Experian expects deepfake content to create geo-political confusion in 2020

Credit
bureau Experian has rolled out the 2020 edition of its annual Data Breach
Industry Forecast. The report predicts hackers will increasingly target the
political scene and activists using deepfake content and other infamous cyber
weapons.

A top
prediction on Experian’s list involves phishing, a time-tested vector favored
by hackers. Only this time, the agency cautions, we’ll see a spike in the SMS version,
called “smishing.”

“Cybercriminals
will leverage text-based ‘smishing’ identity theft techniques to target consumers
participating in online communities, such as those supporting presidential candidates,
with fraudulent messages disguised as fundraising initiatives,” reads the
forecast.

Experian
tells readers to watch out for telltale signs like misspelled words, poor grammar
and requests for personal information such as your social security number,
credit card or bank account information.

“A good rule
of thumb is to refrain from responding to text messages from unknown senders,”
it says.

Another
noteworthy projection is that cyber-crooks will begin leveraging deepfake content to help influence political outcomes
– i.e. in nation-states with upcoming elections or ongoing political turmoil.

“As this
technology comes of age and becomes readily accessible it will increasingly be
used by cybercriminals and nation states to foster real disruption – both in
financial markets and in politics,” according to the forecast.

Bitdefender
supports this prediction. Social media users have no tools yet to determine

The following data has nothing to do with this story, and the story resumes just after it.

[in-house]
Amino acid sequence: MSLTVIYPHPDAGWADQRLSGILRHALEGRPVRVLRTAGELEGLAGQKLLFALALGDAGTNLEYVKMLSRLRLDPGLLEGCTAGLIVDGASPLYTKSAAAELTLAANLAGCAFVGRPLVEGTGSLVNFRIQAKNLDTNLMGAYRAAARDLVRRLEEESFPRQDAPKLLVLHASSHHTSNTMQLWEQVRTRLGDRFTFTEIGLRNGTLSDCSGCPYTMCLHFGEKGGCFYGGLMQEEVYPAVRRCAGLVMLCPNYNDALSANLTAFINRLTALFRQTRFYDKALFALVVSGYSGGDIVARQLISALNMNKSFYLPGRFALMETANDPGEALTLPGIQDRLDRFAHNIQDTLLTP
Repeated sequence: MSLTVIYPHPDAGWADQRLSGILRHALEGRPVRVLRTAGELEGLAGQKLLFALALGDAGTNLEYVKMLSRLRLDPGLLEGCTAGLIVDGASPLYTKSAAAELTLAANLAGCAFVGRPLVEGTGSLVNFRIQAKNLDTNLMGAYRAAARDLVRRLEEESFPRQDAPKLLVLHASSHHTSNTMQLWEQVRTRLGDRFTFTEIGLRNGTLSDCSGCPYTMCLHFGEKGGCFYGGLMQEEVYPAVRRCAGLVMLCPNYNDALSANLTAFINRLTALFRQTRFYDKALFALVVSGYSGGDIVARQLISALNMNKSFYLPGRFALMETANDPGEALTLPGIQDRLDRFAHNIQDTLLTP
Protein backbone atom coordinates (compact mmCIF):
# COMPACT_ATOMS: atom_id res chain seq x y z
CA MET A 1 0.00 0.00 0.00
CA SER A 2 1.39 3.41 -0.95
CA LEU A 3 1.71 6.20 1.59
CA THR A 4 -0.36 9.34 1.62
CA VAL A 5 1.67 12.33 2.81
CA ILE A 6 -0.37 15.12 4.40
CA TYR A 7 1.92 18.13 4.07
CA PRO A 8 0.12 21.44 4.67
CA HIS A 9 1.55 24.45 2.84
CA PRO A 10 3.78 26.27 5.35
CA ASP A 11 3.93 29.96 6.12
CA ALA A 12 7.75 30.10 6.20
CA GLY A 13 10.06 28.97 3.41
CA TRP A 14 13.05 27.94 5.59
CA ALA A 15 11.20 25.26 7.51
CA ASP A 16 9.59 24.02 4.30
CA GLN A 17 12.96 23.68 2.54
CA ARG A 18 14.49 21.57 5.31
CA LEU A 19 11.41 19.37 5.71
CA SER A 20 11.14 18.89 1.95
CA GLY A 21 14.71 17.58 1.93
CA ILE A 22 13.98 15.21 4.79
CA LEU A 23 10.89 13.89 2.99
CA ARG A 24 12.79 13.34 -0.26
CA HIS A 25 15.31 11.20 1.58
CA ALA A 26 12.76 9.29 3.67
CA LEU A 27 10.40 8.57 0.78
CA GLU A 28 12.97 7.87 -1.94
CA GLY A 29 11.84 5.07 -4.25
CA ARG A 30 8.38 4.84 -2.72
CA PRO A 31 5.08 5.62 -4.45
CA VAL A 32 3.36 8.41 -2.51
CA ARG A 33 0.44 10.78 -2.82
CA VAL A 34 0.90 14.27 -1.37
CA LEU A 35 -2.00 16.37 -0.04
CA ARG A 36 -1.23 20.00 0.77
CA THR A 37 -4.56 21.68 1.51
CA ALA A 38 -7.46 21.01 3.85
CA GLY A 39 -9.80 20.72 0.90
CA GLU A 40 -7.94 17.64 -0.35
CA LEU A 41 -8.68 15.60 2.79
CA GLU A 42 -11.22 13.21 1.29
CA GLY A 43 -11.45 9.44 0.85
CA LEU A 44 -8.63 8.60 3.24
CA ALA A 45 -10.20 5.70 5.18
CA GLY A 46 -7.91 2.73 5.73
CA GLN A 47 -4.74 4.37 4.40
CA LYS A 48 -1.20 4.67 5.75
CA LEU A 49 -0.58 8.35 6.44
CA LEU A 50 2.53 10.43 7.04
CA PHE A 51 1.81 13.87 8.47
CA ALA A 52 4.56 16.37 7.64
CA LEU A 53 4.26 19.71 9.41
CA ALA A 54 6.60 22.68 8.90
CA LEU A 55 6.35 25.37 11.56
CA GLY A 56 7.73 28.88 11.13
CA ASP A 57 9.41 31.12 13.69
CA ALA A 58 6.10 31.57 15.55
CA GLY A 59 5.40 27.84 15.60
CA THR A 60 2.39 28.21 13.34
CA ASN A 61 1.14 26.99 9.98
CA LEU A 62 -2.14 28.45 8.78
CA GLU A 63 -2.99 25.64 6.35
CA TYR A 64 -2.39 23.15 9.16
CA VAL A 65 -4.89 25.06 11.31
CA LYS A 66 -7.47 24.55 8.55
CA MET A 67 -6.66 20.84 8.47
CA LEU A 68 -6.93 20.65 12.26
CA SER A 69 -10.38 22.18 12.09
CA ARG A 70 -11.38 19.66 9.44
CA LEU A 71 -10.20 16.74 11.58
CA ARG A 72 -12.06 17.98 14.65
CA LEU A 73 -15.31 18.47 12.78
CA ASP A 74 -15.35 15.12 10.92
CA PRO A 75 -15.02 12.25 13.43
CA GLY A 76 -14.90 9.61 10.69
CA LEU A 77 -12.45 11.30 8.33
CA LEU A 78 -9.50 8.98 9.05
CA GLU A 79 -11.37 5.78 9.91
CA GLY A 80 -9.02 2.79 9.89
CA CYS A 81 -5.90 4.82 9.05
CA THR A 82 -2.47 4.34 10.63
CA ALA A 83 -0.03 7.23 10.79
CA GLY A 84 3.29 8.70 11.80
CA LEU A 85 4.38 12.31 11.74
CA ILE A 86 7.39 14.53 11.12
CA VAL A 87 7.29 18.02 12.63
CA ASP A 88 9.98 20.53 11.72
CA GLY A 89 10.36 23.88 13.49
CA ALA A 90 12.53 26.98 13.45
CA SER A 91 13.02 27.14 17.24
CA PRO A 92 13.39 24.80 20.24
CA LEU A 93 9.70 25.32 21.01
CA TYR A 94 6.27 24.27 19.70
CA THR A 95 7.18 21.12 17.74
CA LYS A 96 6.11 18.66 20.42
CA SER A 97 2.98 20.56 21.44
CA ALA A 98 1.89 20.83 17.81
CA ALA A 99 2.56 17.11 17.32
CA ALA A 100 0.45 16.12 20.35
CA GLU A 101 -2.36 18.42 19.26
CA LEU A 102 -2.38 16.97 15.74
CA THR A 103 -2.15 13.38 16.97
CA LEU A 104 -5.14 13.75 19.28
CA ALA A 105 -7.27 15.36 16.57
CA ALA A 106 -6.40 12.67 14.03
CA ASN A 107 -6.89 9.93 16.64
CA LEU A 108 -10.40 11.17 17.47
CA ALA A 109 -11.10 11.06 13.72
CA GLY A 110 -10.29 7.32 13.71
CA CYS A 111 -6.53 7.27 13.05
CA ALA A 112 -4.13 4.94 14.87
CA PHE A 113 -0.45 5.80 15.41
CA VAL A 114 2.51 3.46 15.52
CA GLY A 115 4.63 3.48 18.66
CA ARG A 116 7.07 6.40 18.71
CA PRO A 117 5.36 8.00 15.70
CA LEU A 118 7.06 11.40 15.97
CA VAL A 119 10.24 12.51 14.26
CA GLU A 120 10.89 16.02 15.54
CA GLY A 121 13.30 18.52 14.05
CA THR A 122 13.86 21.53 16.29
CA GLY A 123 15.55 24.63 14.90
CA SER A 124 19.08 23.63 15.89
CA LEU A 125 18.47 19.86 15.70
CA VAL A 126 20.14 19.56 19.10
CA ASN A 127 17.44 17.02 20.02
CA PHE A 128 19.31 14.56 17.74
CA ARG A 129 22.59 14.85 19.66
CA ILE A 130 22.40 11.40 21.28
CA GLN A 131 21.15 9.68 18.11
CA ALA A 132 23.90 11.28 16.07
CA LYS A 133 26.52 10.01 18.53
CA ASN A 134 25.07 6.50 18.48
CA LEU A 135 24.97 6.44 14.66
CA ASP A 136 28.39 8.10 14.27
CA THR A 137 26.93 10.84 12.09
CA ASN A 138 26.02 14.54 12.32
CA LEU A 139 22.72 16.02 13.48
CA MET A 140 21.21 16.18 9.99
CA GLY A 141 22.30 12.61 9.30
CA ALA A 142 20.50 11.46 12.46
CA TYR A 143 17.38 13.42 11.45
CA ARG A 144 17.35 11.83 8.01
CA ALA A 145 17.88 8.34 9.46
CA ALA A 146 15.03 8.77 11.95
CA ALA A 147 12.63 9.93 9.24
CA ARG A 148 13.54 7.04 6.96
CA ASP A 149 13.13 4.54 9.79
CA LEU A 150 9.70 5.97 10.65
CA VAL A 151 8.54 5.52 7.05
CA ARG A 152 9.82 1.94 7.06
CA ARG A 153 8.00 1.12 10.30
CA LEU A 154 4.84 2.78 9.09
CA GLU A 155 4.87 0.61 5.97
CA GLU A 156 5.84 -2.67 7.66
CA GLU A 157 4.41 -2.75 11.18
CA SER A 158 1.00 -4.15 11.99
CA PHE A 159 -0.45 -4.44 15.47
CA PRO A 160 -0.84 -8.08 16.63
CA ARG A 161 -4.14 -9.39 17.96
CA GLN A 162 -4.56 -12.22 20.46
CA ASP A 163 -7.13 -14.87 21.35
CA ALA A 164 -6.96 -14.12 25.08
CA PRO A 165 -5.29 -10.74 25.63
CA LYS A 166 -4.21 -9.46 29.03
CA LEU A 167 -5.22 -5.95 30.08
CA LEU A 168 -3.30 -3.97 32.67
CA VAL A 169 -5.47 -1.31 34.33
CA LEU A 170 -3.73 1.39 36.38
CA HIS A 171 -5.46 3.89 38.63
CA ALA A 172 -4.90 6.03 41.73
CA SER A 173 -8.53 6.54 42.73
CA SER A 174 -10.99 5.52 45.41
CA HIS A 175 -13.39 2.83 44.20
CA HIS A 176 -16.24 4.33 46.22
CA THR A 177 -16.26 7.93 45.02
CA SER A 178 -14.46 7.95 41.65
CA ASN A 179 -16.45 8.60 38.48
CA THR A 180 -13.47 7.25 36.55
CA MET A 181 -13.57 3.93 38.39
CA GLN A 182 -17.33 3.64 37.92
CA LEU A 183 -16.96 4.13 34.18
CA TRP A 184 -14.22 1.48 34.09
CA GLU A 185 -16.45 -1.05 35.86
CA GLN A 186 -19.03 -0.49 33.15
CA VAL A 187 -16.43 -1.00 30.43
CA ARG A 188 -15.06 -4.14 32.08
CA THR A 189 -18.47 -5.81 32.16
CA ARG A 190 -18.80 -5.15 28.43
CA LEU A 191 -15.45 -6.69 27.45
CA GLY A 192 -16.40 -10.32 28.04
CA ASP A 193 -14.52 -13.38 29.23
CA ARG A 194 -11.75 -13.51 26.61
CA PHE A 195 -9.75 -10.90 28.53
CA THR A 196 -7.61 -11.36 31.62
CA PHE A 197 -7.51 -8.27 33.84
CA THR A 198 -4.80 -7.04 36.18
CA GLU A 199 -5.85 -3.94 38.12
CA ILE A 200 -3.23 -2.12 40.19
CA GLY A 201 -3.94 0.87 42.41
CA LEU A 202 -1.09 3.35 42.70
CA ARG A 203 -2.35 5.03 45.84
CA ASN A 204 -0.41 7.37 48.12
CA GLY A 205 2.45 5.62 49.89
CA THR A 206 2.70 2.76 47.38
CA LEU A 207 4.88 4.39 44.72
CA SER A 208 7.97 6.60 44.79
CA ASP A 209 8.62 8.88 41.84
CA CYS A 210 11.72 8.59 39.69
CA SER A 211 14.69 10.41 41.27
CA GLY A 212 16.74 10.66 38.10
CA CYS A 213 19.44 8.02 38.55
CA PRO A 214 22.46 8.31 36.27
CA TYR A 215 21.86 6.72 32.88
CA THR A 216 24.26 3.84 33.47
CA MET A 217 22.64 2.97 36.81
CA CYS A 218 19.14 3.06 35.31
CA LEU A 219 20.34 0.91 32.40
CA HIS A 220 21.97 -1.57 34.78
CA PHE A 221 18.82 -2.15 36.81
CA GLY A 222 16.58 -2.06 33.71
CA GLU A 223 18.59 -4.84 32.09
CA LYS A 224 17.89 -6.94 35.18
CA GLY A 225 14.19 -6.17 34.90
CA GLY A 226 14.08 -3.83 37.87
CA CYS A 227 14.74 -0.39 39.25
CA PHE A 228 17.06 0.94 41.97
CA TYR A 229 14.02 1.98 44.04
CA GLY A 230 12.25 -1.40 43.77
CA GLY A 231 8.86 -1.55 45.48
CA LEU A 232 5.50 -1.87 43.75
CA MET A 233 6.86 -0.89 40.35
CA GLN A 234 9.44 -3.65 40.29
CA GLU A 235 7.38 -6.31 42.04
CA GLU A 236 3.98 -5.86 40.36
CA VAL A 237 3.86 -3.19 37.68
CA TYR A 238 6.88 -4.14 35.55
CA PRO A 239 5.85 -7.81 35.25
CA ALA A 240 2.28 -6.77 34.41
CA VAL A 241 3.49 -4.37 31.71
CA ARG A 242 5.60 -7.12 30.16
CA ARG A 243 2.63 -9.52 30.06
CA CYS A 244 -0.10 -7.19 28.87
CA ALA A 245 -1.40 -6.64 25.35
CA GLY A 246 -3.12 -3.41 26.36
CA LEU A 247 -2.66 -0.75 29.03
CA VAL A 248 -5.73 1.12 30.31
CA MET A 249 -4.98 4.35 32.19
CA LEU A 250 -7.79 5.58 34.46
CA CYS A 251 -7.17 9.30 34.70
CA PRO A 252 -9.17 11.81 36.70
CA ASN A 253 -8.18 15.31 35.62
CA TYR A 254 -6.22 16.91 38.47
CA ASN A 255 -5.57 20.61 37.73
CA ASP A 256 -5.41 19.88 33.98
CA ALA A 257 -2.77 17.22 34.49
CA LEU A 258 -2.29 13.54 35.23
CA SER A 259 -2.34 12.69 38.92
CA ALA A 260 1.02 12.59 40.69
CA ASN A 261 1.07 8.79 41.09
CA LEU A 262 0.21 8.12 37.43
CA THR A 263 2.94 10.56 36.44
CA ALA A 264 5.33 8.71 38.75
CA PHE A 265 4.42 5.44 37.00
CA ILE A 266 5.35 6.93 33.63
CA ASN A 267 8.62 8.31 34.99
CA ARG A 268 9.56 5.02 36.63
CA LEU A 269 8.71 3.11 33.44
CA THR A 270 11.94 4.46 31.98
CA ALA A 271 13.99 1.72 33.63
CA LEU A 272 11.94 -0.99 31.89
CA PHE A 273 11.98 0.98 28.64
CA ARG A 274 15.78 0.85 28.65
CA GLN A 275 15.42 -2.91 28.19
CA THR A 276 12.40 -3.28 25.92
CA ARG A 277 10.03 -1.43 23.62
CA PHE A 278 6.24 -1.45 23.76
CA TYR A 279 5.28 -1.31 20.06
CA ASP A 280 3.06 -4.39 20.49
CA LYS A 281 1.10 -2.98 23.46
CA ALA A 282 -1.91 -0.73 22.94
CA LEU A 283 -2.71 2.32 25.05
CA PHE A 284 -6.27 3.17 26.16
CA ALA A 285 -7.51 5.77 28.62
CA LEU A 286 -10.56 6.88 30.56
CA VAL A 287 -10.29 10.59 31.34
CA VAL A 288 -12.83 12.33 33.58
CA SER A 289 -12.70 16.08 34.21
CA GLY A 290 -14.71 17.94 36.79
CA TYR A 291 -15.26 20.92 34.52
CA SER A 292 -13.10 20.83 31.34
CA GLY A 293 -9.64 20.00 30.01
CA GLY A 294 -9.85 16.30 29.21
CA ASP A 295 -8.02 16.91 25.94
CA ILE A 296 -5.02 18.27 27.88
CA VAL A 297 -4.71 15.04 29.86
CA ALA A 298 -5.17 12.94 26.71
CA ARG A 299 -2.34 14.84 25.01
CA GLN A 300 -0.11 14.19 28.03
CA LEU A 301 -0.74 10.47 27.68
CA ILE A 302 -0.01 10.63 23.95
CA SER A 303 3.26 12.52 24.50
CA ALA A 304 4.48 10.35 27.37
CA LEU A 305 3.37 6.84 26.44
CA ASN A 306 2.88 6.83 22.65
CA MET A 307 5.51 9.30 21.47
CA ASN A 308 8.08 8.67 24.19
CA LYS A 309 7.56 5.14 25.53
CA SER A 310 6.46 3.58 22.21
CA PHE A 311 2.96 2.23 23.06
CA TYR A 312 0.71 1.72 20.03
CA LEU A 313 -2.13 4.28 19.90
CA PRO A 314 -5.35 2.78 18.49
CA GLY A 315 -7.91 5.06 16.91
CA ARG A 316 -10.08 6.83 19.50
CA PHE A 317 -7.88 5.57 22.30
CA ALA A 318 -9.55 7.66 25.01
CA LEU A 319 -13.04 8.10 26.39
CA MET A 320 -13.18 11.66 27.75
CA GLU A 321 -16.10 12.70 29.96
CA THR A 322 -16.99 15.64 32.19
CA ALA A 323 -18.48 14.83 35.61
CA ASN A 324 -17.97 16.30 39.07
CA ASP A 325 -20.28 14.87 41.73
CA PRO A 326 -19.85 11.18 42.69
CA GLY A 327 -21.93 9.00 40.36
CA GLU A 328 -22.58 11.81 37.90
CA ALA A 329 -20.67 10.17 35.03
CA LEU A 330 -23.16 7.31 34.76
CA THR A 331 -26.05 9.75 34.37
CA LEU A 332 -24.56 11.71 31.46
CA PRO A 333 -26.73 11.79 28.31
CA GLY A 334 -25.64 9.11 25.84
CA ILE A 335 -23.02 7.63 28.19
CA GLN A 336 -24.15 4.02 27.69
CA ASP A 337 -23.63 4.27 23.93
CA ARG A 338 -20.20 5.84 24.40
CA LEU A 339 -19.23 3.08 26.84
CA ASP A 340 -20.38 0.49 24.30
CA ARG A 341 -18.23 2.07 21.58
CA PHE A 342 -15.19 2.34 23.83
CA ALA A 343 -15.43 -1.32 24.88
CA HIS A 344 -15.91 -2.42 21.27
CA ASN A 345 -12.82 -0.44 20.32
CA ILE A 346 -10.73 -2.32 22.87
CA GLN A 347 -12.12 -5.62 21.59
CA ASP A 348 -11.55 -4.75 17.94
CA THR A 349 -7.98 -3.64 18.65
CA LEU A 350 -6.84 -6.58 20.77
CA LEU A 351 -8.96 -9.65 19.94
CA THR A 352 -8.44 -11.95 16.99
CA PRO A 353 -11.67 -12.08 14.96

whether the content they are consuming is doctored. As the technology used to
create deepfakes advances rapidly, motivated threat actors will likely increasingly
harness its believability to achieve a plethora of end goals, including to sow
political discord in targeted nation-states.

Other
predictions from Experian include:

  • Hackers will use readily available
    drones to steal consumer data from devices connected to unsecure networks on
    the streets below.
  • Burgeoning sectors, such as cannabis retailers,
    cryptocurrency entities, or environmental organizations, will be increasingly targeted
    by hacktivists as a form of protest.
  • Identity theft will increase sharply as
    cyber criminals seek to exploit the convenience of point-of-sale transactions, especially
    at large venues like concert festivals and sporting events.

Readers can access the full report here. The paper also looks back on Experian’s predictions for 2019 which, it’s worth mentioning, didn’t quite pan out as expected.

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